This article is part of Changing the Narrative. Articles in this series are written by student or early career journalists who took part in The Local's training course on solutions-focused migration reporting. Find out more about the project here.
When Nahla Elamin arrived in Sweden with her three-year-old daughter, she had little expectation for what was coming. She had decided to leave Sudan some months before, following the death of her husband. “The situation for single mothers and women in my country is not very welcoming,” she recalled over Zoom, “so I took my daughter and left the country.”
In Sudan, Elamin had been working as a mechanical engineer for a large multinational organisation. She spoke fluent English and could travel to Europe for her work.
“I decided to move to Sweden because I didn't know anybody there, so I picked the country furthest away,” she said. “I didn't expect life to be easy, because I knew I was starting from zero, but things turned out much better than expected.” After 11 months, Elamin was granted asylum. She found a small apartment for her daughter and herself. She learned Swedish. Things were going well.
Then, she decided to find a job.
“For someone like me, who has worked all my life, staying at home was really bad mentally,” she remembers, “so I was really focusing on moving fast and finding my way into work. […] I applied to more than 500 jobs and all I got was rejection emails.”
Like Elamin, many migrants arriving in Sweden hold university degrees and diplomas from their countries of origin. Yet previous education achievements rarely transform into qualified jobs upon arrival. According to a report by Region Skåne, only about 15 percent of highly educated refugees and migrants aged 20-54 hold a qualified position after ten years in Sweden, not including people who move to study or to take up a job offer.
The study, which was performed during the spring 2020 and looked at people arriving from countries in Africa, the Middle East, South and Central Asia and Southeast Asia, found that education was the most important factor determining newcomers' long-term unemployment or inadequate employment.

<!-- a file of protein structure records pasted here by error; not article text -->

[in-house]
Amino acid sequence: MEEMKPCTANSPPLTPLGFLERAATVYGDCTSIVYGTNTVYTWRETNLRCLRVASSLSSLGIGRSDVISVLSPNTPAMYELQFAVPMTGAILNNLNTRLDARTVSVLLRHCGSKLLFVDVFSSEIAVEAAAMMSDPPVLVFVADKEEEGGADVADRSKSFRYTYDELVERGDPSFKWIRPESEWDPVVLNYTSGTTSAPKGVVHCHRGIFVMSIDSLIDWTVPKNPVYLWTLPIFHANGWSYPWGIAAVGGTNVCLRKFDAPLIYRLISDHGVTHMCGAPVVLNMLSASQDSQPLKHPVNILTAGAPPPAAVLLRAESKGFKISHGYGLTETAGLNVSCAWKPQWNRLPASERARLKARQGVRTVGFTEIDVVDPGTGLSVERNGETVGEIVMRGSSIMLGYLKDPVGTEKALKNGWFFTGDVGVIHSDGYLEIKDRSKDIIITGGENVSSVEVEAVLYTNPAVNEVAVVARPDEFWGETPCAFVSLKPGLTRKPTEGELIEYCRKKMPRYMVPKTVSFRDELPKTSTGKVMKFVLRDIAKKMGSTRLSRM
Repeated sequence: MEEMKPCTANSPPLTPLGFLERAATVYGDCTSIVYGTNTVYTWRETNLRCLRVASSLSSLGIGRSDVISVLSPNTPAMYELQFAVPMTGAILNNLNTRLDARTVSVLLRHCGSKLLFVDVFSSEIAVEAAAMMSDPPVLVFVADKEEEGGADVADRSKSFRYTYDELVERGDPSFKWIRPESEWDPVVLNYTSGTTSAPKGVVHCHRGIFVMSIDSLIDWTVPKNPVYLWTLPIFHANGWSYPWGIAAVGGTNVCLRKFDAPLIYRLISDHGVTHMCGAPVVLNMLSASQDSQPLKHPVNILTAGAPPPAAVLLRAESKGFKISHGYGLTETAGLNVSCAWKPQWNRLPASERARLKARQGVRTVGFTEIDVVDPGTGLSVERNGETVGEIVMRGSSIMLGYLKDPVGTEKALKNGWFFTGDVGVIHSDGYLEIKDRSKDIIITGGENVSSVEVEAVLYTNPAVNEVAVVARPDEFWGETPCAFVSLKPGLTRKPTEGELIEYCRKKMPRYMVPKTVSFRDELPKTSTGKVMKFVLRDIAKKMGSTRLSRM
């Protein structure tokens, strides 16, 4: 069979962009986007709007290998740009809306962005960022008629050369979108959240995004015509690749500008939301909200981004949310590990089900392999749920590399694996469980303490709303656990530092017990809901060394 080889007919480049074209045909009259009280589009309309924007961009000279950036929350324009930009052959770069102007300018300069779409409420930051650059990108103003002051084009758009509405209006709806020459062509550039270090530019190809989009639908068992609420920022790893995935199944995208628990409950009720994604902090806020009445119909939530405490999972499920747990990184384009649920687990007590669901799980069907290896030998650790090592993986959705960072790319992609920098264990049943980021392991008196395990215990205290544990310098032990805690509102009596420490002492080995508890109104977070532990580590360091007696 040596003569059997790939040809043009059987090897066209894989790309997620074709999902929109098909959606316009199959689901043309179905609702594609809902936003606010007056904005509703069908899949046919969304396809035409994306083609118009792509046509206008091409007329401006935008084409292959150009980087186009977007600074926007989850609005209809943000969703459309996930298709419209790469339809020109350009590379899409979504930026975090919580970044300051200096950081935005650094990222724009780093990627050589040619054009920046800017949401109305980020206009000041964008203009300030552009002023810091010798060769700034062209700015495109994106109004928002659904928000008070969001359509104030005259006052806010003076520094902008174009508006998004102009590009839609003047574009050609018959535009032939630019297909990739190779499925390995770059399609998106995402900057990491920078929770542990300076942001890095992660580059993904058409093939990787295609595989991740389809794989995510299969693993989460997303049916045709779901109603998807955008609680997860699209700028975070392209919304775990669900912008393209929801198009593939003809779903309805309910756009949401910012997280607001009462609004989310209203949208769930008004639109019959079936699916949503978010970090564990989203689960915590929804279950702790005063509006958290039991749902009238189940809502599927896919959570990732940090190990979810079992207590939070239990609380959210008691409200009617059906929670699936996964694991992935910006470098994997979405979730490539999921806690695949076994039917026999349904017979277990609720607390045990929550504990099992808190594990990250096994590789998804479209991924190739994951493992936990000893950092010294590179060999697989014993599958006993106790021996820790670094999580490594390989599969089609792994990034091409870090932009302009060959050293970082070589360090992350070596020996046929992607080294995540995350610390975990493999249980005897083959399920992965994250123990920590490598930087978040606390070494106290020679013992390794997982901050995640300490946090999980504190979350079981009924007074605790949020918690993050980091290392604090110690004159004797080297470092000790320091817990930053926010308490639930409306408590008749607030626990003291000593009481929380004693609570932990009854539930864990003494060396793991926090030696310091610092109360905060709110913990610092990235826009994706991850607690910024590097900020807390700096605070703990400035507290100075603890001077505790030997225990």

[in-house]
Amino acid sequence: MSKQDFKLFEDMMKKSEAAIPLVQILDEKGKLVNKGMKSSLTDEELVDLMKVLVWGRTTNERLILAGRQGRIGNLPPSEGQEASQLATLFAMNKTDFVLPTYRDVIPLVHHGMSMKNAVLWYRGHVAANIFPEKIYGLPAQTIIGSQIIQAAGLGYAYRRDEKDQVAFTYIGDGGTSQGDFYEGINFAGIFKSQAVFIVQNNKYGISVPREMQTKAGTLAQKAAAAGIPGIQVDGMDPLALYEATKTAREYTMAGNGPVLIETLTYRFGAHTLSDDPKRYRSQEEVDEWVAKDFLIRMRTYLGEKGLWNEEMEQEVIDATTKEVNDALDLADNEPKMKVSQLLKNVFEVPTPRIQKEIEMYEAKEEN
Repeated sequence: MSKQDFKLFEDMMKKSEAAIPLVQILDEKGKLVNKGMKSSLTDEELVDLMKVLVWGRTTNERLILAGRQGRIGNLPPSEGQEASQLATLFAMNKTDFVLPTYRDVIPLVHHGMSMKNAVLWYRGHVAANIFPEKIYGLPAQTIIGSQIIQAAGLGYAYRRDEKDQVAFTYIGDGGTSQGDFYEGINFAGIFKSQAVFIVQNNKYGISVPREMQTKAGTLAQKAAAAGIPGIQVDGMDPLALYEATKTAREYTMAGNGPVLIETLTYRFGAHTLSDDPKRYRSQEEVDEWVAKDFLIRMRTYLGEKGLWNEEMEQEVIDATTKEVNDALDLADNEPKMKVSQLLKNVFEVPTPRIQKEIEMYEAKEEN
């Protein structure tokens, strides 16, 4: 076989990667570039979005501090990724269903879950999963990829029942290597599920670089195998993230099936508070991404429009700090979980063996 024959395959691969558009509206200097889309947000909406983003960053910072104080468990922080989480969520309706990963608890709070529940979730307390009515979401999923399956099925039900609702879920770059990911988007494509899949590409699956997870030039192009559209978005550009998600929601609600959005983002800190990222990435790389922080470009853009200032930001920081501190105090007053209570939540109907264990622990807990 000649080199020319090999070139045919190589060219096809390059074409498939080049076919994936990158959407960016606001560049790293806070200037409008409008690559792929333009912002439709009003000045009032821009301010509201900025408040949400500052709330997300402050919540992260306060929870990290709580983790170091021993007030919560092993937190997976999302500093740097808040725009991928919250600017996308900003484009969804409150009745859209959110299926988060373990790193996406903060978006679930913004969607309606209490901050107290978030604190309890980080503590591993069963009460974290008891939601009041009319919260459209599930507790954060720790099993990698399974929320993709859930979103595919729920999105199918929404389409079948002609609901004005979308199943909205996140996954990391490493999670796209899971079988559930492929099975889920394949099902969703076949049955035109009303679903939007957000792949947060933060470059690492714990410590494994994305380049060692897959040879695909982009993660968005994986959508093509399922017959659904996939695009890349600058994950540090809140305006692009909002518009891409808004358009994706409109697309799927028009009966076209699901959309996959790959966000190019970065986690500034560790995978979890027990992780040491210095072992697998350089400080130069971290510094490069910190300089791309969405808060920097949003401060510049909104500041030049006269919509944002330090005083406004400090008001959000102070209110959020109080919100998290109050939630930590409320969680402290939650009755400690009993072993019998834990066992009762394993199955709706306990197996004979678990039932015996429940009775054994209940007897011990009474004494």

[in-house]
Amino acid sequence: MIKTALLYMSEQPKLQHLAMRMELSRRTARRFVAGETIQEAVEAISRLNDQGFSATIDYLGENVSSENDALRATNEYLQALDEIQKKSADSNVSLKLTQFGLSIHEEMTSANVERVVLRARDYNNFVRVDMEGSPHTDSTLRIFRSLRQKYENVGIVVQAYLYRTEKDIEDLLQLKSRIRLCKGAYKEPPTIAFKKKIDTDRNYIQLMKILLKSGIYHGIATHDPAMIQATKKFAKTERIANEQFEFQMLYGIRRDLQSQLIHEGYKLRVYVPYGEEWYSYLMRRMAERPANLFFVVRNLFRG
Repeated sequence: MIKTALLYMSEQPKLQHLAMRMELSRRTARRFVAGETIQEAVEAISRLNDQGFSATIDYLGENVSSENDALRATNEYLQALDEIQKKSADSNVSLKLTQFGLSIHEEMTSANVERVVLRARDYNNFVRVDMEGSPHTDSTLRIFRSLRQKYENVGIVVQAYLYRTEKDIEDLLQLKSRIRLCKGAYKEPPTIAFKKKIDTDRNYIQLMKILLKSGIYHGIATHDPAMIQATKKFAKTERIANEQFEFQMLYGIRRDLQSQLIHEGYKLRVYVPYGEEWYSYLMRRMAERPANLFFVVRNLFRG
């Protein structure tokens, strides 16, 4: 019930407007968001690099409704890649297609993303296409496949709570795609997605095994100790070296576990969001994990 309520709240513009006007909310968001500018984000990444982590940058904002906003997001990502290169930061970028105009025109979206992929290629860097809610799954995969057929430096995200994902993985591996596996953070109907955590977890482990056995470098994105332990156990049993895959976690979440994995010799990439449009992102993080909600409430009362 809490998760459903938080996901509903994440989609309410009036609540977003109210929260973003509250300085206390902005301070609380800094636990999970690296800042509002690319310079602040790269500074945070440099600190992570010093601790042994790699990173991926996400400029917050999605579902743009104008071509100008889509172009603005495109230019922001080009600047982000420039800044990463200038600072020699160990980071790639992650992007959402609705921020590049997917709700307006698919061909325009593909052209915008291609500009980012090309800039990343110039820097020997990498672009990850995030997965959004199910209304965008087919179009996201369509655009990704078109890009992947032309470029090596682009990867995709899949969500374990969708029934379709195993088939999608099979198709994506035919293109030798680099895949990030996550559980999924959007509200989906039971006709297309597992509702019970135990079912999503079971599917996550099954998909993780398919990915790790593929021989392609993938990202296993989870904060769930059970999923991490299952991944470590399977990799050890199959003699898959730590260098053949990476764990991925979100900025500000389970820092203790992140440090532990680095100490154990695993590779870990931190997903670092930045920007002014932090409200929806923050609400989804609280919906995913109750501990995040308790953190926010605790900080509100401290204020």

In particular, it found that validating previous education or completing some education in Sweden both increased newcomers' chances of taking up highly qualified jobs after ten years. Other significant factors were newcomers' birth region, their date of arrival in Sweden, as well as their gender.
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At the same time, there is a structural shortage of workers in Sweden. Due to its aging population, the working-age population is decreasing, and the local workforce alone cannot meet the skill-needs of the economy. In the IT sector, for example, a deficit of approximately 70,000 qualified workers is expected by 2022. Large sectors of the economy face shortages of skilled workforce, while skilled newcomers cannot find relevant jobs.
In this context, successful integration measures must go beyond merely providing a job to newcomers. According to Katarina Mozetic, a PhD fellow at the University of Oslo who studied the labour market integration of highly educated refugees in Oslo, Malmö and Munich, “refugees do not require one-size-fits-all integration measures”.
Instead, “integration measures need to take into account the diversity among [newcomers], according for example to their age, gender as well as educational and occupational background.”
For Elamin, this meant changing career path. She talked with the unemployment officer about her situation and they advised her to join a programme aimed at becoming an IT assistant.
She recalls: “At the introduction meeting, I asked: ‘I am a mechanical engineer, what is my chance to get something like this? They told me ‘just apply. Try.' […] I had already changed country, so why not change my career as well?”
The programme, called MatchIT, is funded by the European Social Fund and run by Region Skåne together with Ideon Science Park, Lund University, Region Blekinge, Blekinge Institute of Technology and the Swedish Public Employment Service (Arbetsförmedlingen).